New York-based firm Laguarda.Low are set to transform the Bao’an district in Shenzhen, China with a 128-acre large-scale waterfront masterplan. Located 13 miles west of Shenzhen city center, and less than an hour’s drive from Hong Kong, OCT Bao’an will encompass dynamic spaces for business, retail, and entertainment. Designed in collaboration with landscape firm SWA, the Laguarda.Low scheme integrates nature, recreation, and culture in a new urban setting, a vision which was awarded first place in an international competition.
Latest projects in China
Nanjing Eco-Tech Island Exhibition Center / NBBJ + Jiangsu Provincial Architectural Design & Research InstituteNBBJ
Liberal Arts Building No.2, Northeastern University / THADTHAD - Architectural Design & Research Institute of Tsinghua University
J Pavilion in Xiaogan / Total ArchitectureTotal Architecture
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Latest news in China
In 1990, China, then a country with a population of just over 1.1 billion inhabitants, had only three metro systems—located in Beijing, Hong Kong and Tianjin. Fast forward a mere 27 years later and the number of urban transit systems has grown more than ten-fold.
Goettsch Partners has been announced as the winners of an international competition for the design of the new Optics Valley Center complex in Wuhan, China. Being developed by prominent developer Greenland Group, the project will consist of 3.4 million square feet (315,000 square meters) of mixed-use space across three buildings, including a landmark 1,312-foot-tall (400-meter-tall) office tower that will “symbolize the future vision of Wuhan as the perfect balance between modern development and the environment.”
Placing third place out of 69 entries in an international competition for a new cultural building in Shenzhen, China, Mecanoo’s proposal for the Bao’an Public Culture and Art Center aiming to re-evaluate the “inwardly focused identity of cultural facilities in Hong Kong," through the form of an elevated cube. Situated near the Bao’an Metro Station and the Binhai School, the Dutch firm responds to the site’s challenges by reconnecting the center with its adjacent infrastructure.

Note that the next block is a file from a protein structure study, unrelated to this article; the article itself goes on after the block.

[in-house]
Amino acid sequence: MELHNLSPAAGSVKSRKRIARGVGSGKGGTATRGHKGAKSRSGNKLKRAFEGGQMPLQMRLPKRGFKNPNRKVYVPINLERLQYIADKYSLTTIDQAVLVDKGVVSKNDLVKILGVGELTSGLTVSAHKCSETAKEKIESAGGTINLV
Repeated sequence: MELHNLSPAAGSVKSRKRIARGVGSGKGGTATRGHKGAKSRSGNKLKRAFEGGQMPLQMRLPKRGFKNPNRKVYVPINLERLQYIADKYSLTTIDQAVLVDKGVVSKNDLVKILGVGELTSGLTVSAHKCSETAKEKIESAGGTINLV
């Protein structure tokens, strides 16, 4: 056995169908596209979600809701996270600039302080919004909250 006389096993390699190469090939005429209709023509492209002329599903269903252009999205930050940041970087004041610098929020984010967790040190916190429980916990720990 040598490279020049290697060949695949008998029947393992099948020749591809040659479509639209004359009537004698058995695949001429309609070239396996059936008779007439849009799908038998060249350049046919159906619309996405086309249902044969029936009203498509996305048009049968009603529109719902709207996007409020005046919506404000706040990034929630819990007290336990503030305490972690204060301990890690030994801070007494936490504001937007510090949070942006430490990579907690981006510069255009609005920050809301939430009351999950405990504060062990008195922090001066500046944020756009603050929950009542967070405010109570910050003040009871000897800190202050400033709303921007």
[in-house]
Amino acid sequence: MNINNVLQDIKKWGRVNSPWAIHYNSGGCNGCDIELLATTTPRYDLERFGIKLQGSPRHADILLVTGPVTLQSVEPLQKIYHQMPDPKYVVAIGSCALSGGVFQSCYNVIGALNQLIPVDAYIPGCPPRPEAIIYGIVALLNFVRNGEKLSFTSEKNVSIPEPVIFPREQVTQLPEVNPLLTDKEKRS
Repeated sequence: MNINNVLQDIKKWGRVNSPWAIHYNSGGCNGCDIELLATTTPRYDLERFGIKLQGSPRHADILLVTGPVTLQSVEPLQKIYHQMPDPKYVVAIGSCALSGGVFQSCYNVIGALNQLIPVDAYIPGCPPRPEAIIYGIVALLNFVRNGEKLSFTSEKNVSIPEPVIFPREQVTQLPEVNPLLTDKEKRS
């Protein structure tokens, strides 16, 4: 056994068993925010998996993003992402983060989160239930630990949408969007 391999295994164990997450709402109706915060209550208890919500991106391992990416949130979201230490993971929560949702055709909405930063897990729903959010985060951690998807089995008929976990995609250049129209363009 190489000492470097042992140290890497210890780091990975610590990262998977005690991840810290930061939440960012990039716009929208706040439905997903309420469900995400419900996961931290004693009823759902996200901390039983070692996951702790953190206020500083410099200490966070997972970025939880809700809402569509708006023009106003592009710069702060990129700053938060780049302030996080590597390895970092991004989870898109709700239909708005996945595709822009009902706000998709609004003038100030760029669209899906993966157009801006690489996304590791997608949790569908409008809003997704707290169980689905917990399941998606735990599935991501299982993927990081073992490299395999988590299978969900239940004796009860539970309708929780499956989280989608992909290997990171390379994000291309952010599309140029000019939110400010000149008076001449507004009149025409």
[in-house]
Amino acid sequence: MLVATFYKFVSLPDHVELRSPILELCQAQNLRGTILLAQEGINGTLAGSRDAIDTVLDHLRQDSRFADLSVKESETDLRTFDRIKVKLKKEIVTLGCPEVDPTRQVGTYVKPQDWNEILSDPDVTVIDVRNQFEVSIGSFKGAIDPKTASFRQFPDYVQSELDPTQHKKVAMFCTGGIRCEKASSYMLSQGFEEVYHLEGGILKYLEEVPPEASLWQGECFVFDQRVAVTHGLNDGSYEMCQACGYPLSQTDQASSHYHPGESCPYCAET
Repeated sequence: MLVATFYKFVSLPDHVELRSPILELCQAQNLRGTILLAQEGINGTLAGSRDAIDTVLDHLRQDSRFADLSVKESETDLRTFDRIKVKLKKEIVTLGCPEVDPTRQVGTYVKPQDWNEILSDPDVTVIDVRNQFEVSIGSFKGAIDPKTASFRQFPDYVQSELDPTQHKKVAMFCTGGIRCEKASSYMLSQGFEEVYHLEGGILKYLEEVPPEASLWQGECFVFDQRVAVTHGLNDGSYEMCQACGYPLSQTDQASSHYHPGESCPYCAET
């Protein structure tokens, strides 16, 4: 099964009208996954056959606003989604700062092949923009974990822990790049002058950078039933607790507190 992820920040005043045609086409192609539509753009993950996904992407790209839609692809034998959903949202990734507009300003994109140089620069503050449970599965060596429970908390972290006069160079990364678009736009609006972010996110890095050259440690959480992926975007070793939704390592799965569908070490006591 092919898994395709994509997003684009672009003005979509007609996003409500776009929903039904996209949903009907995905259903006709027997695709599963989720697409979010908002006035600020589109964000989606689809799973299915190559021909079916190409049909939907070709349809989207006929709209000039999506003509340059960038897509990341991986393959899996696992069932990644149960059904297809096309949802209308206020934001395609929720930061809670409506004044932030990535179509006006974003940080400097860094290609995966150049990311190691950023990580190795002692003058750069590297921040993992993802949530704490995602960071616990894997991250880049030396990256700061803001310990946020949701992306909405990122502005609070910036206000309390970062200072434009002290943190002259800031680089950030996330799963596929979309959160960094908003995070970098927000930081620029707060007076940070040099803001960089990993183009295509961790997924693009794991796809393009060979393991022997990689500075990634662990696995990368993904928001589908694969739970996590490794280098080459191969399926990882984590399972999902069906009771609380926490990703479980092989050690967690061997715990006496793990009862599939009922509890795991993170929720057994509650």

By now, most of the architectural world is aware of Chinese architects' penchant for ripping off their favorite works from foreign countries, from the latest Zaha Hadid landmark to entire historical villages. The issue is, admittedly, more complex than many often give it credit for—but even after debating the phenomenon from the perspective of Chinese cultural norms, copyright law, and even whether copycats might actually be good for architecture, China will always have more copycats to puzzle over. Some are baffling, some are in a way impressive, some are even (dare we say it?) even kind of cute. In short, all of them are in some way entertaining. Here are 6 of the strangest.
Architectural landmarks can define a city. A mention of Paris conjures images of the Eiffel Tower, whilst no description of Sydney is complete without mentioning its inspiring Opera House. How disorientating it must be, therefore, to encounter a familiar architectural wonder far removed from the city, or country to which it belongs. As it happens, many of our most famous structures have their own "twins," heavily-inspired by their originals, that you may not have been aware of.
There’s a lot that the presence of skyscrapers can say about a city. They can be indicators of anything from wealth to modernization to density, or a combination of all three, depending on where you look. This potential to observe trends in a city through the height of its buildings makes data on those buildings valuable to a multitude of industries, so companies like Emporis conduct and distribute research on topics like the newest, tallest, and most expensive buildings in the world. Keep reading to find out about the ten tall cities that are home to the largest number of skyscrapers—as defined by Emporis' definition of a building that is 100 meters or more.
Last september, the first-ever International Bamboo Architecture Biennale was held in the peaceful village of Baoxi in China's Zhejiang province. Curated by local artist Ge Qiantao and architect George Kunihiro, the event saw the construction of 18 bamboo-centered structures designed by 12 architects, including notable names such as Kengo Kuma, Vo Trong Nghia, Anna Herringer, Li Xiaodong and Simon Velez. Aimed at exploring the potential of the sustainable material within contemporary architecture, the structures were built as permanent fixtures that will continue to serve the town after the Biennale’s close.
A simultaneous celebration of their cultural iconicity and distillation from their various contexts, Beautified China is a photographic essay by Kris Provoost (one-half of the vlogging duo behind #donotsettle) that tracks the evolution of Chinese architectural landmarks over the course of the past 7 years. Beginning his investigation with the 2010 World Expo in Shanghai, Provoost considers a decade of architecture proposed for China by the profession’s biggest names, many of which have been built now with monumental reputations in rising cities.
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